I edited the video out in this article, because I don't feel like dealing with the 'martial' trolls. But what I saw on a recent video on dealing with a 'sucker punch' astounded me. People teach things in 'self-defense' without even understanding the premise behind what they are actually teaching against.
Point in case, if you talk about the sucker punch, which is a very real threat when we talk about self-preservation, you can't then go on to teach, how you would then defend said sucker punch with a defensive hand motion.
1. “Difficulties strengthen the mind, as labor does the body.” ― Seneca
Obstacles are built into the very fabric of success. Rather than seeing an obstacle as a stumbling block or a failure, see it as an opportunity to discover your best game. Success requires difficulties, not a smooth road.
2. “The time will come when diligent research over long periods will bring to light things which now lie hidden.” ― Seneca, Natural Questions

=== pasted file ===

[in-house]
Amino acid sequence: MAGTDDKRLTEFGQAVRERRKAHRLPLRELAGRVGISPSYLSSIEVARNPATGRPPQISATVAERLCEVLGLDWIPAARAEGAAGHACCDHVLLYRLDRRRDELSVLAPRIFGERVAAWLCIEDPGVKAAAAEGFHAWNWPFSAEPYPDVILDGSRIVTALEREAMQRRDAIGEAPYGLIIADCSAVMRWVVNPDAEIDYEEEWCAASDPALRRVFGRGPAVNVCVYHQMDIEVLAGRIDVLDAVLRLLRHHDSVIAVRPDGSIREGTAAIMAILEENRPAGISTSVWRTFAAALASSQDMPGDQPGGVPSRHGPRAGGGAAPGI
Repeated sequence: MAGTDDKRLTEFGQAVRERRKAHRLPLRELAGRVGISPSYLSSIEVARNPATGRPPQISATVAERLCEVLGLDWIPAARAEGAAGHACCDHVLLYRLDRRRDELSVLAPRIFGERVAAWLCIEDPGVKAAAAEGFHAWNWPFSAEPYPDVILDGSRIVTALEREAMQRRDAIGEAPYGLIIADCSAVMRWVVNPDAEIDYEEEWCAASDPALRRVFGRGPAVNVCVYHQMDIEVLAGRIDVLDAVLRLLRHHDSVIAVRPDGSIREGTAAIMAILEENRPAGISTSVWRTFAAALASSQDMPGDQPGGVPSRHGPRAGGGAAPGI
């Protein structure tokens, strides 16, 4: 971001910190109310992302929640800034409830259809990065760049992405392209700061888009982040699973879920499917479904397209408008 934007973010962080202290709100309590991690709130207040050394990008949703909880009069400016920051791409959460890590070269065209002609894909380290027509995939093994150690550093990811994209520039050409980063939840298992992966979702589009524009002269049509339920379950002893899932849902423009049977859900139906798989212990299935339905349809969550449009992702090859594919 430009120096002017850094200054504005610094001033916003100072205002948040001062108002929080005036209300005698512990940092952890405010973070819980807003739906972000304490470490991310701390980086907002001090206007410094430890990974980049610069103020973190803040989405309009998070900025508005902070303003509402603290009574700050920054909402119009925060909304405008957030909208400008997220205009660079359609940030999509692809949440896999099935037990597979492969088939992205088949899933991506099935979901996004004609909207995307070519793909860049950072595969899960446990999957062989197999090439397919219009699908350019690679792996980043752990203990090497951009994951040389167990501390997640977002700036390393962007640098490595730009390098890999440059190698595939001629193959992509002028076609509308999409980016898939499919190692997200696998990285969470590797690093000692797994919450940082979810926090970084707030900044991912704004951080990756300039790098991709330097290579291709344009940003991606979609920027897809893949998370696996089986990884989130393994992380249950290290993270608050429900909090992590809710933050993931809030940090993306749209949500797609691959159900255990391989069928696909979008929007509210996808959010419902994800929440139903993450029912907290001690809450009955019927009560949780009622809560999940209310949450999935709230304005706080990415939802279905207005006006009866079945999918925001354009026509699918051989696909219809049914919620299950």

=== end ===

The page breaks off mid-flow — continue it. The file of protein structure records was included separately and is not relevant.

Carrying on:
I have been having loads of discussions with my students lately before class. One topic that has come up repeatedly, is the question,
“How do I define what I do?”For a long time, I would simply reply, “I am a martial arts coach.” But increasingly I feel this term doesn’t fully encapsulate what I am about (now), and where I intend to go in the future, or even for that matter what I really feel is the ultimate utility of the expression to......
One of the most important skills to learn is to know how to fight out of the pocket. This applies in my opinion not only to sparring (where you train to get it right), but equally when we talk about self preservation.
When you fighting from a distance, you can use that distance to control the pace of the fight. When you are in the clinch, you can use controls to slow down the fight. But in the pocket, is where non of these are possible. The......